Writing Sons of Gods has been a labour of love for Maas, having taken her nearly 40 years. “I first read the Mahabharata in 1973, in India. The version I read was the big fat book by Kamala Subramaniam. I stayed up all night to finish it, and when it was over I decided then and there that this was the Book to end all Books. It was simply amazing. I'd been a voracious reader all my life, but never had I been so floored by a story.”

In her blog about the experience of writing and getting her version published, Maas says, “Everything you might find in a modern novel you'll find in the Mahabharata. There's love, sex and betrayal; gender-change, gratuitous violence, addiction, humour, superheroes, mind weapons, atomic bombs, magic, blood and gore aplenty. Finally there's the mighty battle of Kurukshetra; and, even with victory, ‘good’ is not the clear winner.”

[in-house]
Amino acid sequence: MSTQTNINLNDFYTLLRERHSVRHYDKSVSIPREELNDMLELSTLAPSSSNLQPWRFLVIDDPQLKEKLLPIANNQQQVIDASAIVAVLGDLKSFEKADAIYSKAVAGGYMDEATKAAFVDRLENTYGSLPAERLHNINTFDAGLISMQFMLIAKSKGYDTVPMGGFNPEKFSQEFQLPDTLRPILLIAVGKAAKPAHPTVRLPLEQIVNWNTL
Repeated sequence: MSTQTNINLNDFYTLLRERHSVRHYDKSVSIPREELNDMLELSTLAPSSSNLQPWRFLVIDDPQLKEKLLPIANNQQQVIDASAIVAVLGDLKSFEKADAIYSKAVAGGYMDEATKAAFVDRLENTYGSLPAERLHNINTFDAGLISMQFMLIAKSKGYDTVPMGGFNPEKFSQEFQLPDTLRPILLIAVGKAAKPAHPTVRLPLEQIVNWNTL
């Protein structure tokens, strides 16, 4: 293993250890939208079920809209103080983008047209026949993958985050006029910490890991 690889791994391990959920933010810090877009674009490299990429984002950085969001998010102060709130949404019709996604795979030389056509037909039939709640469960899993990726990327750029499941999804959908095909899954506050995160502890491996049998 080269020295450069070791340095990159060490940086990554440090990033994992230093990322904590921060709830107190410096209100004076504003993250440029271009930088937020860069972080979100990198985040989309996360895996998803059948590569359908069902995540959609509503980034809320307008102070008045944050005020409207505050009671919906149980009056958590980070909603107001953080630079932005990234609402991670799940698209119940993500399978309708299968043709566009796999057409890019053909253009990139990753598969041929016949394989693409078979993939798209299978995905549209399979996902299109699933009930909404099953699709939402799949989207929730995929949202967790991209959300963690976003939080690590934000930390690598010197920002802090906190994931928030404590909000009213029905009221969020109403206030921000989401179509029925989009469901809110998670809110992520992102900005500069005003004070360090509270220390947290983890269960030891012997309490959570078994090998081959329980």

This first experience of the Mahabharata came during Maas’ first two years living in India -- in a cottage near the ashram of Ramana Maharshi, in the shade of mount Arunachala. Her time there in early 70s found her falling deeper in love, not only with this great Hindu epic, but with India itself. She has returned many times since, almost annually, and has come to consider it as home. “I am irrevocably, everlastingly in love with India,” Maas has written. “If you have read any of my books you will know this. People ask, Why India? If you have to ask you won't accept any answer I can give, because the answer is not rational.”

Tell us about where were you born, where you grew up. Are there any remarkable aspects of your family or upbringing you’d like to share?